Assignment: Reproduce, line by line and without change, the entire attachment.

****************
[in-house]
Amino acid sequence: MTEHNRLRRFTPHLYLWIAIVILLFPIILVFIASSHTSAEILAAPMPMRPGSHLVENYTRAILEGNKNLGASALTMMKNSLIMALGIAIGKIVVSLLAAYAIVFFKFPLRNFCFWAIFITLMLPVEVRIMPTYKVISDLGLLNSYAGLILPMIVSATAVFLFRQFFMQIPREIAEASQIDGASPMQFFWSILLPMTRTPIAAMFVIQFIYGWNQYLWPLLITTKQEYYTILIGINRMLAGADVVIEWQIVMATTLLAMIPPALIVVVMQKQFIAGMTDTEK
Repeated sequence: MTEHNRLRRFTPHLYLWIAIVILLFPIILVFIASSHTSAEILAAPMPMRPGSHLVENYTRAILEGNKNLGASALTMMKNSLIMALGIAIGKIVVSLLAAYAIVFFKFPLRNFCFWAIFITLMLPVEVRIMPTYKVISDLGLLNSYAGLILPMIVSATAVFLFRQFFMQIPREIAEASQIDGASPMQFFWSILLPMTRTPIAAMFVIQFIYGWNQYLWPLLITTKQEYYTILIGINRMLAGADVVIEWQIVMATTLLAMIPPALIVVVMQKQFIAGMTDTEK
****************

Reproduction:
[in-house]
Amino acid sequence: MTEHNRLRRFTPHLYLWIAIVILLFPIILVFIASSHTSAEILAAPMPMRPGSHLVENYTRAILEGNKNLGASALTMMKNSLIMALGIAIGKIVVSLLAAYAIVFFKFPLRNFCFWAIFITLMLPVEVRIMPTYKVISDLGLLNSYAGLILPMIVSATAVFLFRQFFMQIPREIAEASQIDGASPMQFFWSILLPMTRTPIAAMFVIQFIYGWNQYLWPLLITTKQEYYTILIGINRMLAGADVVIEWQIVMATTLLAMIPPALIVVVMQKQFIAGMTDTEK
Repeated sequence: MTEHNRLRRFTPHLYLWIAIVILLFPIILVFIASSHTSAEILAAPMPMRPGSHLVENYTRAILEGNKNLGASALTMMKNSLIMALGIAIGKIVVSLLAAYAIVFFKFPLRNFCFWAIFITLMLPVEVRIMPTYKVISDLGLLNSYAGLILPMIVSATAVFLFRQFFMQIPREIAEASQIDGASPMQFFWSILLPMTRTPIAAMFVIQFIYGWNQYLWPLLITTKQEYYTILIGINRMLAGADVVIEWQIVMATTLLAMIPPALIVVVMQKQFIAGMTDTEK